what’s surface? what lies beneath? occupies the same plane.

What you are when your “title” is taken away. Who you are on your new business card. You, in juicy given youth, who you are as gainsaid,  it peels away. (A forty-year-old anachronism) The email in your inbox – gives you hope, a slightsound of paper handed – takes it away.

Can the senselessness of the giving and taking away – can it be lovely? Can I, by some craft of hand or soul make it so?

Gerhard Richter Painting

Click above link to watch him in action.


Costco carries Matisse

Henri Matisse, Femme au Chapeau, 1939

Henri Matisse, Femme au Chapeau, 1939

Yes, you read right. Costco now carries limited edition Matisse lithographs. Online for a fair price. (Warhol too) Whew, don’t have to don my Jimmy Choos to stroll out to Gagosian – style. Don’t have to blab up artsy chit-chat with a gallery owner to convince them I’m legit.

Aahhh, now I can slouch around in Old Navy velor sweatsuit and charge it ala Costco. With the 5% cashback. Priceless.

No uncomfortable negotiating over price. Click and ship. There are so many fantastic online orginal art sites now (artmuse.com, Saatchionline.com, 20×200.com). You can also buy direct from artist websites.

I’m happy about this. The same way I am happy Target carried Missoni. The same way I’ll be happy when one day I can walk into a museum and not be crushed by an art inferiority complex. Really – they do check for MFA’s at the door.

Because art needs the mainstream. Museums need social media. If museums continue to be white-walled Genius tombs, their shelf life is limited.  It’s experience and interaction we want. Why do only curators talk about art? What if docents turned into gallery moderators and people could tweet back and forth about artwork on hashtags? (Imagine a world where people actually talk in mausoleums, ahem, museums) What if you went into a gallery and lounged around drinking?

It’s happening people.

They are sold out on the Costco website. Blarggh.

I’m waiting for the coupons. anyway.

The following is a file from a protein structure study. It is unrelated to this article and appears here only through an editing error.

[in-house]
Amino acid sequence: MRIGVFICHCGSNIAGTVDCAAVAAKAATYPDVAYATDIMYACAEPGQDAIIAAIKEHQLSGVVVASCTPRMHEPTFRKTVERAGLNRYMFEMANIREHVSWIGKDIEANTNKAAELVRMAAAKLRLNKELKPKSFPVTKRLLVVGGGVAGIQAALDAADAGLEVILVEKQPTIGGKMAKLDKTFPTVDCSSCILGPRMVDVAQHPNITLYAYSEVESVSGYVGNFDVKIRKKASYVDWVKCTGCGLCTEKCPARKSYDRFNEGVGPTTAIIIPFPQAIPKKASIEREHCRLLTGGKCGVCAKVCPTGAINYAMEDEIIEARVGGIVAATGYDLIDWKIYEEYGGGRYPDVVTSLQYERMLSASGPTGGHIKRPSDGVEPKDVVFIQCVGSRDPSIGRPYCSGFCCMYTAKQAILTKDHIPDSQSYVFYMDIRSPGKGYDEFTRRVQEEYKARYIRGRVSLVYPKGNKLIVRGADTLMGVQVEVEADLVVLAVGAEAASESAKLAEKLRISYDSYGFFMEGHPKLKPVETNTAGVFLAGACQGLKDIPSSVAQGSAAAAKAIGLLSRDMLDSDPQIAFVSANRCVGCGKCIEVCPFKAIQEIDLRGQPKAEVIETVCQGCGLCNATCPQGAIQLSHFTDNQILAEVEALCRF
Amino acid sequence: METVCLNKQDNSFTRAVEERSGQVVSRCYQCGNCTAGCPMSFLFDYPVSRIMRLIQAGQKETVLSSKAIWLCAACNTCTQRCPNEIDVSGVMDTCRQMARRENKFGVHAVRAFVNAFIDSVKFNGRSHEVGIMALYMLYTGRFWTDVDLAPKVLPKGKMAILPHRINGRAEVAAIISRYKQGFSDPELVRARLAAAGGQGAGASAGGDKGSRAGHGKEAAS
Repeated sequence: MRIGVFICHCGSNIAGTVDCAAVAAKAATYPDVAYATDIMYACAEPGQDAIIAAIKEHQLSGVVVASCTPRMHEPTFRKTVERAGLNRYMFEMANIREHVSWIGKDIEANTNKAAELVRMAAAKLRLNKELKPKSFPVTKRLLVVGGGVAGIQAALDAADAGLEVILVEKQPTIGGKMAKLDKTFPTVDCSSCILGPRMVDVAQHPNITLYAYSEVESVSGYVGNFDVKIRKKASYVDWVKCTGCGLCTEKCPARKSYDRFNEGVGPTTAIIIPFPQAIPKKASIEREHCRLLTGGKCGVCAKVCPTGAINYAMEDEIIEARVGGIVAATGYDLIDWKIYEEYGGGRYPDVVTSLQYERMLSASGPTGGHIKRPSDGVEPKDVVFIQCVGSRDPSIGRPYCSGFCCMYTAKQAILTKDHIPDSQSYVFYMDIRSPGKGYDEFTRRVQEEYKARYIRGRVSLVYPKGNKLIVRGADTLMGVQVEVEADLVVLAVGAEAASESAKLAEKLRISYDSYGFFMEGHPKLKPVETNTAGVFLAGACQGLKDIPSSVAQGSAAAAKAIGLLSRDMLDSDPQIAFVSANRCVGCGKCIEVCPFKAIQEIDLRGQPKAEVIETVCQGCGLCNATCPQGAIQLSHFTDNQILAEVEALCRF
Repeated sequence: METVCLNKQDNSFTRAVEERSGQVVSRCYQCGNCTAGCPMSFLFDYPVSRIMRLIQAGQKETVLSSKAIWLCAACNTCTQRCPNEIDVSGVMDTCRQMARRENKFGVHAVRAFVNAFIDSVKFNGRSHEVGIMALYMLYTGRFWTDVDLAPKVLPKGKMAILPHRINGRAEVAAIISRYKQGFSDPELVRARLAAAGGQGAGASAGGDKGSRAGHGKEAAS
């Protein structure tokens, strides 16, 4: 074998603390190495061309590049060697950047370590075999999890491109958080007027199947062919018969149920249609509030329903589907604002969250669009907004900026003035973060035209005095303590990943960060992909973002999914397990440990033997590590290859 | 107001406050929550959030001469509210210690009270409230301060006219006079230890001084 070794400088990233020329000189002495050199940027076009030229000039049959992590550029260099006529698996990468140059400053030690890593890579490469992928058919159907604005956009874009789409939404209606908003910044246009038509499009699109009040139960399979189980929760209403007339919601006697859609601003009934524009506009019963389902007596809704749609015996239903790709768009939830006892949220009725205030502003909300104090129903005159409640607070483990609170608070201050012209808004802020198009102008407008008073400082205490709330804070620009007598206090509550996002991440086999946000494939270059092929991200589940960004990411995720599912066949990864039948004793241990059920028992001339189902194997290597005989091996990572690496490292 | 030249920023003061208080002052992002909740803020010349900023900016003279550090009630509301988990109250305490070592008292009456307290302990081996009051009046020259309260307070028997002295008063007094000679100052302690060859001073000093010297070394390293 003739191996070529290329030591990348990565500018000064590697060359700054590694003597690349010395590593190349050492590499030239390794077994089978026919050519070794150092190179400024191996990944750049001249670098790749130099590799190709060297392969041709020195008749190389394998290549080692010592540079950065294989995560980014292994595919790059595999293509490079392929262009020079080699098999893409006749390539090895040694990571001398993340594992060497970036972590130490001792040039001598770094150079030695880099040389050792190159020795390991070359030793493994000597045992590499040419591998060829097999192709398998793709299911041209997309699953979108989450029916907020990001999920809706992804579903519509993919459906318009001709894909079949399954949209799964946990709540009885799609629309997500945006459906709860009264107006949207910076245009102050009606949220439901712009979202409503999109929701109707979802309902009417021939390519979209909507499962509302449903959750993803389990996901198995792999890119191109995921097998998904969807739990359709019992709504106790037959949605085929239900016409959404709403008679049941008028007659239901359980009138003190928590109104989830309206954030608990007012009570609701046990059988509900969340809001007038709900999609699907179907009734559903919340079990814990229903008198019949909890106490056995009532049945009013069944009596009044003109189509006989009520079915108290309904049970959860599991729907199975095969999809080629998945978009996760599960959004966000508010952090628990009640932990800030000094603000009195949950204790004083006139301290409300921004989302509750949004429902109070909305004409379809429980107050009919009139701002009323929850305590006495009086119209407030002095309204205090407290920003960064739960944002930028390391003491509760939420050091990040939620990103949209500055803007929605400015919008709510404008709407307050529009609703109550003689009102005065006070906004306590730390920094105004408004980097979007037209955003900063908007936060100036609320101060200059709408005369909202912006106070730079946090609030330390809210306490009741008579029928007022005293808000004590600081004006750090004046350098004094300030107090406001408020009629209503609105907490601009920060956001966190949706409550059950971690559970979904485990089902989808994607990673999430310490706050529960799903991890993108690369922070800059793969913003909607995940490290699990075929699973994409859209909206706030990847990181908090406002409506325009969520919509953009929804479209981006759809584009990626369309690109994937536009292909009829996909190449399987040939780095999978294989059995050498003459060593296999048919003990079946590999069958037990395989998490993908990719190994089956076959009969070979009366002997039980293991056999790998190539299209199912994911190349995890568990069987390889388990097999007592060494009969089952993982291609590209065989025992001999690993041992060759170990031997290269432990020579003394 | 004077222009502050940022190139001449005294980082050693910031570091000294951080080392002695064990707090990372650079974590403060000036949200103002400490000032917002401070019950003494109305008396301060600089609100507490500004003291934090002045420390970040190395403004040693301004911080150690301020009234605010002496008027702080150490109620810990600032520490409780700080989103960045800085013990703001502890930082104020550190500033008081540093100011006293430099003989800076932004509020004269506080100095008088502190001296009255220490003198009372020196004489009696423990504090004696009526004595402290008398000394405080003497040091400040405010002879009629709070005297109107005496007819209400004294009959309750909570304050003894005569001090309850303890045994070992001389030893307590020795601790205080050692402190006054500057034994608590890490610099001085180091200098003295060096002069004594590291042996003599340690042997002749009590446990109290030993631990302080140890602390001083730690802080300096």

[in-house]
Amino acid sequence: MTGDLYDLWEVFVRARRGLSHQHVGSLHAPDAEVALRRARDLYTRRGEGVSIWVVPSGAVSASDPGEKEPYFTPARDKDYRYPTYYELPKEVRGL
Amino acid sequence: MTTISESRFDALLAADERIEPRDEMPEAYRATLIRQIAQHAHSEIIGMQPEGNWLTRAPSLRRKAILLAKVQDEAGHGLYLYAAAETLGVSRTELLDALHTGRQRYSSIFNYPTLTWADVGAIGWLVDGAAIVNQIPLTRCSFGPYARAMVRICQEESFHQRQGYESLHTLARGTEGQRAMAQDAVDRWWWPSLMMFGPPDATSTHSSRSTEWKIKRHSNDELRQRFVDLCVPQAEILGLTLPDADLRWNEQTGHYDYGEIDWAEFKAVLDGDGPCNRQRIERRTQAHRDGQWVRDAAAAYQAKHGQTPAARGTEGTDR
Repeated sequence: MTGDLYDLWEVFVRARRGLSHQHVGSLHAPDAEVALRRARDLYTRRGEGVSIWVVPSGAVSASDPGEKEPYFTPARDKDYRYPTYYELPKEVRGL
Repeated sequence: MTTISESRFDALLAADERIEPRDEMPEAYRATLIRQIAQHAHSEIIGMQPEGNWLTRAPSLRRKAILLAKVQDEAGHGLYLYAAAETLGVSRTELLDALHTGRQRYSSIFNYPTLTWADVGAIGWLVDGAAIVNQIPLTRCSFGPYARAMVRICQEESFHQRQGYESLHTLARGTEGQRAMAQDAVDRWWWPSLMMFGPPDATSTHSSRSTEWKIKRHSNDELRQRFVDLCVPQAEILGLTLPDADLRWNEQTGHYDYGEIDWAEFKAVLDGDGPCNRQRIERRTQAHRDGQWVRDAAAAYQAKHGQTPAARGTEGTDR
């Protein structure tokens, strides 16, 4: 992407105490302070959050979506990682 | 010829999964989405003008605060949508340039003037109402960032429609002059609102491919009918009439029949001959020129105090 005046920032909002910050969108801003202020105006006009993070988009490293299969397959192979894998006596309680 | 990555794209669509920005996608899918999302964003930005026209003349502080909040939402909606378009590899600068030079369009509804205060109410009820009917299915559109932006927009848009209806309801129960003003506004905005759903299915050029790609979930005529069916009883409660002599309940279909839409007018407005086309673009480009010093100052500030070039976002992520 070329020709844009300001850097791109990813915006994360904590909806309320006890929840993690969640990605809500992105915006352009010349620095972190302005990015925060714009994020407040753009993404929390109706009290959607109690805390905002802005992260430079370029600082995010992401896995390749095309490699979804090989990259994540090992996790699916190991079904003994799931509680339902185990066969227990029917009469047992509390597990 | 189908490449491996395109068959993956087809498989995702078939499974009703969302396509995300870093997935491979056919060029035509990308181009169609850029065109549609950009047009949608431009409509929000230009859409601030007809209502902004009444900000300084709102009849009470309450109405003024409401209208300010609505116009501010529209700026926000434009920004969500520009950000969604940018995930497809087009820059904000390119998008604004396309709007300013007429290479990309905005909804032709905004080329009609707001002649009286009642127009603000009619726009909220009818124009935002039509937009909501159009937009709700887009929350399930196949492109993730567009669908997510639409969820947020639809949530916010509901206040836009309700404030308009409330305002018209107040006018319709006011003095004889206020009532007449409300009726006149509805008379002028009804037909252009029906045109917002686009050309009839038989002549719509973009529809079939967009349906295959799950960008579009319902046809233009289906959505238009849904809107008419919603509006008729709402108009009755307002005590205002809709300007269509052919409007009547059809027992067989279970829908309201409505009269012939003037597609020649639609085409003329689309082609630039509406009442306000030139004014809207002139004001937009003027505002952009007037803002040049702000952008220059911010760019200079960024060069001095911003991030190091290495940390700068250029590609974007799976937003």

Unfinished business

Lucian Freud, 152 Portrait of the Hound, 2011

Lucian Freud, 152 Portrait of the Hound, 2011

Ninety Freud paintings at the Modern FW devoured me. But I live to tell the tale.

And yes, I was very inappropriate at the museum.

“He’s such a virtuoso with the texture here,” I pointed out to a young man. It was kinda uncomfortable because we were discussing a penis juxtaposed with a rat’s tail.  And I was using nice museumy language to soften the image of rat tail and penis laid together, side by side, central to the painting. The young man winced as a woman walked up to him. I laughed (inappropriate).

“You brought your mother to the Freud exhibit?”  (Very inappropriate) They walked away.

I didn’t mind, we all skulked around, eviscerated, swallowed in a flesh sea.  Stunned looks and furtive eye contact, what the hell is this? Too big heads, too little heads, too big hands, too big eyes. Contortions and legs, naked, bare. A flesh-eating exhibition pulling no punches. Clashing angles pushed hard against each other and bodies truncated, not fit in their painted rooms. As they did not fit into my head.

I approached the teenage docent, “So are you shell-shocked?”

“It was hard the first week,” he admitted. “They started to rotate us, so I’m ok now.”

My favorite  – the last painting of the show. The unfinished one of Freud’s assistant David.

“Disturbing,” murmured a passing Dallasite.

Damn right and it should be. Why be subjected to these horrors of flesh? Because I extrovert beauty and introvert truth. It’s too bright, too hard, too loud, too flesh. I admire Freud for drawing me in with beautiful paint strokes, daring emotion and pushing me away with awful contortions and rooms that defy balance. It’s the pushpull between loveliness and grimy street truth. It’s unfinished business for me.